Whilst the new maternity bill is a victory for women in terms of our own bodies and needs, for those who know the way corporate India works with regard to maternity leave — there is much apprehension.
Pregnancy bias is a well-established phenomenon, strong and entrenched in companies such that hiring managers still ask women what their marriage and life plans are. They never ask men that, because there are few men who take more than a few days off either to get married or once their child is born.
On the path to senior leadership, more women fall off the ladder once they have babies, largely because their maternity leave is not “managed.” Or it’s more rewarding to stay at home because companies offer them little growth.
Pregnant career women have been worried for years they will be afforded a lesser role (commonly known as the mummy track) when they get back to work. They do not want that.
In my book Own It, I asked women what their concerns were when they got pregnant.
I got 11 responses — all reflected an impact on their work.
I asked the question of men whose wives were pregnant.
I got two responses. Neither had a direct impact on their work.
I interviewed several start-ups and their view on this bill is clear. They are bootstrapped and some can barely afford the critical resources for equipment or travel budgets to make it in the ecosystem. Every penny counts. They are young; they work crazy hours with the passion and intent of making it big enough to become a well-funded company that can scale and grow. Each person is important. They cannot afford to lose a member of the team for a long stretch of time. Their view is short term. But I know women in start-ups are passionate about the company growth and have found ways to work remotely at their own pace without missing a beat.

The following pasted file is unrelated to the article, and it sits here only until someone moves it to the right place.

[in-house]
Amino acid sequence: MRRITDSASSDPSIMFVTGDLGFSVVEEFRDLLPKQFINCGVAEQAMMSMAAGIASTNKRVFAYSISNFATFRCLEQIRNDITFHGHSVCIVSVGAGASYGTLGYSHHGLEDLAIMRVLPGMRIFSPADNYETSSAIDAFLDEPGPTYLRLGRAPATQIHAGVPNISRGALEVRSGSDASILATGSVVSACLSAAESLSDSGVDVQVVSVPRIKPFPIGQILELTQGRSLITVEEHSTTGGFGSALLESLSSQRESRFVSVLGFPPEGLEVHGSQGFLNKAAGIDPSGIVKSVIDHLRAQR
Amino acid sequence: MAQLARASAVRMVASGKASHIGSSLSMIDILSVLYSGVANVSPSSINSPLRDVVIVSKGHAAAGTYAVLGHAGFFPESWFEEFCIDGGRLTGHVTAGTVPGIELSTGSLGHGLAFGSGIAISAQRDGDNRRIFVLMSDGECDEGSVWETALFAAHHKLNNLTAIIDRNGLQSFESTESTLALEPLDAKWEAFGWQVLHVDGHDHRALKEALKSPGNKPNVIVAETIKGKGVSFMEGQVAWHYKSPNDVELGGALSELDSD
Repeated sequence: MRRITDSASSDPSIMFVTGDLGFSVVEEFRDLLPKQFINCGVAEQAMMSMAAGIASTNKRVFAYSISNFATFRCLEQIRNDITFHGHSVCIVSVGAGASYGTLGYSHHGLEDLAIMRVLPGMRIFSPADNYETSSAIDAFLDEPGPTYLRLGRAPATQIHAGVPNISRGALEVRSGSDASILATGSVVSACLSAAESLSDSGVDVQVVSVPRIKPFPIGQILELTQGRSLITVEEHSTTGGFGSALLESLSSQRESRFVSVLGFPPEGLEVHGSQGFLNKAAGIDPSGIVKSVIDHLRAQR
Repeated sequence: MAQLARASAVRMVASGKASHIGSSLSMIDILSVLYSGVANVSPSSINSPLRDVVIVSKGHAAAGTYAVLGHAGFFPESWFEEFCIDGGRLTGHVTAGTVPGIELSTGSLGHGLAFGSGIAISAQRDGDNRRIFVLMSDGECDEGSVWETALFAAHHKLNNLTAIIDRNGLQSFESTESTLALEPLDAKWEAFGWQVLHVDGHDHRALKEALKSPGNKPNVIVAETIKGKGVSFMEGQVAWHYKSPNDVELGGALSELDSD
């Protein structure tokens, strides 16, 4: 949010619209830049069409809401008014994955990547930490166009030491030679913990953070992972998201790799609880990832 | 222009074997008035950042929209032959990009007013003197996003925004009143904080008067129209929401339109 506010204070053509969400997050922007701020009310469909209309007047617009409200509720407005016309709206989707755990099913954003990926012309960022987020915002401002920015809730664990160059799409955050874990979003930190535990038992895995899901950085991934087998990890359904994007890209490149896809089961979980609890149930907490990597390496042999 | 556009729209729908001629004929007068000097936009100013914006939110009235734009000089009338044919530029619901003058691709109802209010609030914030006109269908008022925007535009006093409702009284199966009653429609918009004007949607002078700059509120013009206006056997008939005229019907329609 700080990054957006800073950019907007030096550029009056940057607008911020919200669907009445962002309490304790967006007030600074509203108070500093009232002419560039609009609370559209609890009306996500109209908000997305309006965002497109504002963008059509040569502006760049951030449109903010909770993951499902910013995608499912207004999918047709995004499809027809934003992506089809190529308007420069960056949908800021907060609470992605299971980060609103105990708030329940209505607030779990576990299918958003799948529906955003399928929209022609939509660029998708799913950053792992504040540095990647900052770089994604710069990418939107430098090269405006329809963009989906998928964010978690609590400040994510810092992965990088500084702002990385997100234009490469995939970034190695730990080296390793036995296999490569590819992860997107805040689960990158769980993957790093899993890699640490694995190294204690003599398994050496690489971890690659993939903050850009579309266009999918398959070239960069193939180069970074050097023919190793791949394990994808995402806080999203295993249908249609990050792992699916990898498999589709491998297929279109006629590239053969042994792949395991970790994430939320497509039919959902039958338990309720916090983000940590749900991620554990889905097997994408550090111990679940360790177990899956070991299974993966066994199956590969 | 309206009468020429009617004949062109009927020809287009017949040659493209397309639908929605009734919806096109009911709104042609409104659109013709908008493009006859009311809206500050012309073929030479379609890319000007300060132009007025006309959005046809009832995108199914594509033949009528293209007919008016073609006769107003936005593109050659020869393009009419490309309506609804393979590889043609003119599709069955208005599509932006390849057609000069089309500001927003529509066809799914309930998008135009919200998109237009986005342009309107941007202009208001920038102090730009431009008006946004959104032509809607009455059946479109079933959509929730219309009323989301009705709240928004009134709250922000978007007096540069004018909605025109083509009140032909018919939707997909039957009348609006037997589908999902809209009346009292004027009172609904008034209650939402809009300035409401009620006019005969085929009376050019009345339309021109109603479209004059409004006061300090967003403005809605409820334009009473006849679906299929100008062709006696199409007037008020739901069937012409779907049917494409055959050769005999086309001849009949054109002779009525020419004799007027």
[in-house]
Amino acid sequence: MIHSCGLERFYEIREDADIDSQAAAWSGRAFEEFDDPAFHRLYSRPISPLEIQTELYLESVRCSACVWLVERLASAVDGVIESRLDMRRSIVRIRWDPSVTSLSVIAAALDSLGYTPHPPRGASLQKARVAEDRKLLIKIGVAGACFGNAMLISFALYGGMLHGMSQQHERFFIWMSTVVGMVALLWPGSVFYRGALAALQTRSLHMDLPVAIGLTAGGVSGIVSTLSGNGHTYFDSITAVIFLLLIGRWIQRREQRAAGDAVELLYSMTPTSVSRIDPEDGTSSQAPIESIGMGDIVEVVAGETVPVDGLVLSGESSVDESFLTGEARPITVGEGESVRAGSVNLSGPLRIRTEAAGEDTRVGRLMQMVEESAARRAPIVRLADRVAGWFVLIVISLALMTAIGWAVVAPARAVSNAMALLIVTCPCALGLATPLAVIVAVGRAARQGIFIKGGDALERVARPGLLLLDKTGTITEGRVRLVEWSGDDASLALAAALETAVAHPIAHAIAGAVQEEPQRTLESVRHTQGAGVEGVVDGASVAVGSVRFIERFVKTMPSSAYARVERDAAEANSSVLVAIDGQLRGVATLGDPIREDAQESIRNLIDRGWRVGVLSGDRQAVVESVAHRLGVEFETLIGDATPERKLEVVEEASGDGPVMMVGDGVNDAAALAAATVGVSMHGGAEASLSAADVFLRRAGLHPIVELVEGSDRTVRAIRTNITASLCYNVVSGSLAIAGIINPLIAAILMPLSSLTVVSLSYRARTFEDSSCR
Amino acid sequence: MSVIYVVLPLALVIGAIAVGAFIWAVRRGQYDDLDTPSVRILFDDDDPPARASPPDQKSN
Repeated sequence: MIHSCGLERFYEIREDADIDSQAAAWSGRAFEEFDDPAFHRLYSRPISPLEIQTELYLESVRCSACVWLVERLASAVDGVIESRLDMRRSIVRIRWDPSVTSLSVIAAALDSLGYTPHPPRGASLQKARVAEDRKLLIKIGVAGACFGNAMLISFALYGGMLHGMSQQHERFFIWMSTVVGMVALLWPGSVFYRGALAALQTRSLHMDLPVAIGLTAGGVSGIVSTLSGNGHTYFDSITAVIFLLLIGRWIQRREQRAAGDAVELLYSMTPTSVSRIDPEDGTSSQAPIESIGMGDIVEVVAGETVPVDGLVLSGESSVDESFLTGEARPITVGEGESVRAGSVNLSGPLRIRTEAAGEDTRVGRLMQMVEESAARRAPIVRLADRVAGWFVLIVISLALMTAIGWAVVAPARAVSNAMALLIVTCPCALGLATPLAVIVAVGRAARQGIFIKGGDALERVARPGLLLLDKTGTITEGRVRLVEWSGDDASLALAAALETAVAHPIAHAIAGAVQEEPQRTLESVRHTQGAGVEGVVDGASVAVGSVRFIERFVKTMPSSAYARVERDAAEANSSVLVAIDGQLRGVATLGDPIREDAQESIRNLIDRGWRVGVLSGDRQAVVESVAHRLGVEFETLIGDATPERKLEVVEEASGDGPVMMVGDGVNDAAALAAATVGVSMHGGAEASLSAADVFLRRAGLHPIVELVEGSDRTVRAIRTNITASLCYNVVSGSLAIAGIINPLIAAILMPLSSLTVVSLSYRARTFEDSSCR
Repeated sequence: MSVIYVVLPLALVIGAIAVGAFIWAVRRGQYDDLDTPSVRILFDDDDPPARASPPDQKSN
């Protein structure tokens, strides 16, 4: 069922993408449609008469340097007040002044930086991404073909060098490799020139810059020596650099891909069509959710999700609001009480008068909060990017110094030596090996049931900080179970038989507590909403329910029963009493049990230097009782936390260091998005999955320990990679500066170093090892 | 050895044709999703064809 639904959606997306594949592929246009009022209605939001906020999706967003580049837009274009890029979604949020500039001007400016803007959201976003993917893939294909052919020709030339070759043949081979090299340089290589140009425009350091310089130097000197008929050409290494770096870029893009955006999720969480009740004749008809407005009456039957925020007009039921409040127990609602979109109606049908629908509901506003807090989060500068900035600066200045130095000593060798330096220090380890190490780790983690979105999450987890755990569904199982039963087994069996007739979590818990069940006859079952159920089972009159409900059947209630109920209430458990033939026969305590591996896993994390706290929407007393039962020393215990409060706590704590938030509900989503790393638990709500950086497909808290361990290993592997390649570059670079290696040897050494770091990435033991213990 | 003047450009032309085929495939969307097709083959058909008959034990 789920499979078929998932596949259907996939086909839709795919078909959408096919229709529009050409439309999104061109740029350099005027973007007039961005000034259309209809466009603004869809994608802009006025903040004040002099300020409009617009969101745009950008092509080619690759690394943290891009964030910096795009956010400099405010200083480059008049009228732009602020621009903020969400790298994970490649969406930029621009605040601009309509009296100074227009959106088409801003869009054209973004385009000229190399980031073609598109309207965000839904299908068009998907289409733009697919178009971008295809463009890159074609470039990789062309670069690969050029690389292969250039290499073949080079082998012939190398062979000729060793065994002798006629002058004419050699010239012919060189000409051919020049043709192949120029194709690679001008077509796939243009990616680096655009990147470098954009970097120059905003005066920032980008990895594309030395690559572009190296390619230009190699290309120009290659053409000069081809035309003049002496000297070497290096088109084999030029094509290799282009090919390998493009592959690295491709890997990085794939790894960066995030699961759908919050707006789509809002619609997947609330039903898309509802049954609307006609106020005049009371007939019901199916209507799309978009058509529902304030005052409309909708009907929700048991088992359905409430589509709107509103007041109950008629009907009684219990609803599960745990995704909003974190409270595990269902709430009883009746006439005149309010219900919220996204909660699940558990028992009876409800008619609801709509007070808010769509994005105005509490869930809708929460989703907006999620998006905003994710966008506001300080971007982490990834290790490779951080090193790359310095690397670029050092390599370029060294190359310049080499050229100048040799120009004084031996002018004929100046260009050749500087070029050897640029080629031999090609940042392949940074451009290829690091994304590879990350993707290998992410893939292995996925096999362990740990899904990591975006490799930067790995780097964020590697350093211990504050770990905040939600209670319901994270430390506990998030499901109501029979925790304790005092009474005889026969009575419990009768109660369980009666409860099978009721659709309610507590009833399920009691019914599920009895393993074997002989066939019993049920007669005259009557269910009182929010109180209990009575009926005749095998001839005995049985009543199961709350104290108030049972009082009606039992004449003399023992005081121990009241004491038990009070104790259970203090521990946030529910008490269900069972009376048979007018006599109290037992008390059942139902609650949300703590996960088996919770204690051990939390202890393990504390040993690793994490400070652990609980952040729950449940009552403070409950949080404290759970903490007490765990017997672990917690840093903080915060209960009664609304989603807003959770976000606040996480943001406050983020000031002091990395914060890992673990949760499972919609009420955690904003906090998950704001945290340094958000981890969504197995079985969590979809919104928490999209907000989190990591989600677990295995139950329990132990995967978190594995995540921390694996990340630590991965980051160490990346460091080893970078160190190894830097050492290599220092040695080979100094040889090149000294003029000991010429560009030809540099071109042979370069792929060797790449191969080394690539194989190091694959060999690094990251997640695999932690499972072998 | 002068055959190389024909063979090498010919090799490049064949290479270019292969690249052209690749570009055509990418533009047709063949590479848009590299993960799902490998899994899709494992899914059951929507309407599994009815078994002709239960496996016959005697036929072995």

Sadly it’s not just the lean companies with this point of view. The pushback and silent murmurings are being heard from larger companies who will never say so in public. They want the government to re-evaluate this bill.
There can be a variety of solutions including the more formulaic approach of diminishing paid like some countries have. The leave could be three months at full pay + three months at 50-75 percent for the rest of the three months. Another alternative: offer joint parental leave of six months, to be divided between both the husband and wife.
In its current form the new maternity bill has given credence to the already strong bias against hiring young women.
Largely, this bias comes from the way we perceive women’s roles.
Why are women intrinsically tied to their own families and those of their in-laws, with an iron clad umbilical cord whereas most men’s commitments are barely a few days long?
Why are codes of conduct in companies largely around only company values and ethics? Why do familial and biological based policies refer only to women?
What would change if we had policies for men around their families too? Wouldn’t that help to fairly swiftly encourage mind-set changes?
What of mandatory paternity leave for men that extends beyond a measly 10 days?
What of giving men time off during their children’s exams?
What of considering a man being bullied and teased for being a family man and being shamed by his peers not taken as seriously as bias and harassment?
What of encouraging men to go home after 6 pm unless absolutely necessary?
What of explicitly offering these policies plated up such so that men realise that the company values encourage and laud them for having work-life balance.